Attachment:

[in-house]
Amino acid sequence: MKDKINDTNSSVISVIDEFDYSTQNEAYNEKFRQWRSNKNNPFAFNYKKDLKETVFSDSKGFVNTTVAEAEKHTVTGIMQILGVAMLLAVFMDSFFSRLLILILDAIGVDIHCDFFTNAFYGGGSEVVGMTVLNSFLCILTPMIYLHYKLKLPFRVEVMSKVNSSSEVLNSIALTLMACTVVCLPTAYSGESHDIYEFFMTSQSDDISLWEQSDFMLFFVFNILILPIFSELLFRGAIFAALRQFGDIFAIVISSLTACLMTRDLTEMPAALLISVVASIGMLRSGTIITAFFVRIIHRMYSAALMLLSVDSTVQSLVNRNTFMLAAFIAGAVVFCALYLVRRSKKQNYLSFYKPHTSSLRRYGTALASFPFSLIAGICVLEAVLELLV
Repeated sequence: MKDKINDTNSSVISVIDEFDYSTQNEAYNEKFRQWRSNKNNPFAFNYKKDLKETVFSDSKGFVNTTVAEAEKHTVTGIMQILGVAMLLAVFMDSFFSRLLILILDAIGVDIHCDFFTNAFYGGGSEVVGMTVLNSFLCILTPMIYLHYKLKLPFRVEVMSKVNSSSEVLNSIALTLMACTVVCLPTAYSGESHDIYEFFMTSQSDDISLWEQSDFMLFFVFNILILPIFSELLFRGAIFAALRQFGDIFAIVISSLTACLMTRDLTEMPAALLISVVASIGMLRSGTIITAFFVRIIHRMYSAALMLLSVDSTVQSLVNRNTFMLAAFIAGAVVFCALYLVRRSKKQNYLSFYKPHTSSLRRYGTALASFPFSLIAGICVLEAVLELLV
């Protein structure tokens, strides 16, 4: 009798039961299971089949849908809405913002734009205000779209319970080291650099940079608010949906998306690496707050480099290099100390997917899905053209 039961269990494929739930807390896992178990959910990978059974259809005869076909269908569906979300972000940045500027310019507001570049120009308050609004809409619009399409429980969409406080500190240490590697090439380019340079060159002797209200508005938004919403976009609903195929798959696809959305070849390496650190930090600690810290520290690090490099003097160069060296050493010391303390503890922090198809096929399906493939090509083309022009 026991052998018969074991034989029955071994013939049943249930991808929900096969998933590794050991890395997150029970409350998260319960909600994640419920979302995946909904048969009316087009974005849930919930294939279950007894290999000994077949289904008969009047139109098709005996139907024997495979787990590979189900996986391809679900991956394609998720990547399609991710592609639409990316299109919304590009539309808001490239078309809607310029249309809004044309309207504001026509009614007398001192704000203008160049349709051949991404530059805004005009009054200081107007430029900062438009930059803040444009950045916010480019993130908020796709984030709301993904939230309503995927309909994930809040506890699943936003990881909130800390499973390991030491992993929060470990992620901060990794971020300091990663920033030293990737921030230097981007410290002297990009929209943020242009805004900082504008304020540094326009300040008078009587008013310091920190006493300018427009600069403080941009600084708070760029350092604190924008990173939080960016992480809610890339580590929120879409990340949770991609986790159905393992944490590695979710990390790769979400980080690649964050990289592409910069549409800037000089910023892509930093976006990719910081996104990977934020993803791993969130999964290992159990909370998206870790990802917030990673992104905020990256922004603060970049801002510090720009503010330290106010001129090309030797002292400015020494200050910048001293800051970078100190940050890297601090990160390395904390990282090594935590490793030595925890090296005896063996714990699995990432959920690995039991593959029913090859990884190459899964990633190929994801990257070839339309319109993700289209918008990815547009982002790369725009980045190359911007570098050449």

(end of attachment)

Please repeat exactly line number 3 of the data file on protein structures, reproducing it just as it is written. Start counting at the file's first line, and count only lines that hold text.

Repeated sequence: MKDKINDTNSSVISVIDEFDYSTQNEAYNEKFRQWRSNKNNPFAFNYKKDLKETVFSDSKGFVNTTVAEAEKHTVTGIMQILGVAMLLAVFMDSFFSRLLILILDAIGVDIHCDFFTNAFYGGGSEVVGMTVLNSFLCILTPMIYLHYKLKLPFRVEVMSKVNSSSEVLNSIALTLMACTVVCLPTAYSGESHDIYEFFMTSQSDDISLWEQSDFMLFFVFNILILPIFSELLFRGAIFAALRQFGDIFAIVISSLTACLMTRDLTEMPAALLISVVASIGMLRSGTIITAFFVRIIHRMYSAALMLLSVDSTVQSLVNRNTFMLAAFIAGAVVFCALYLVRRSKKQNYLSFYKPHTSSLRRYGTALASFPFSLIAGICVLEAVLELLV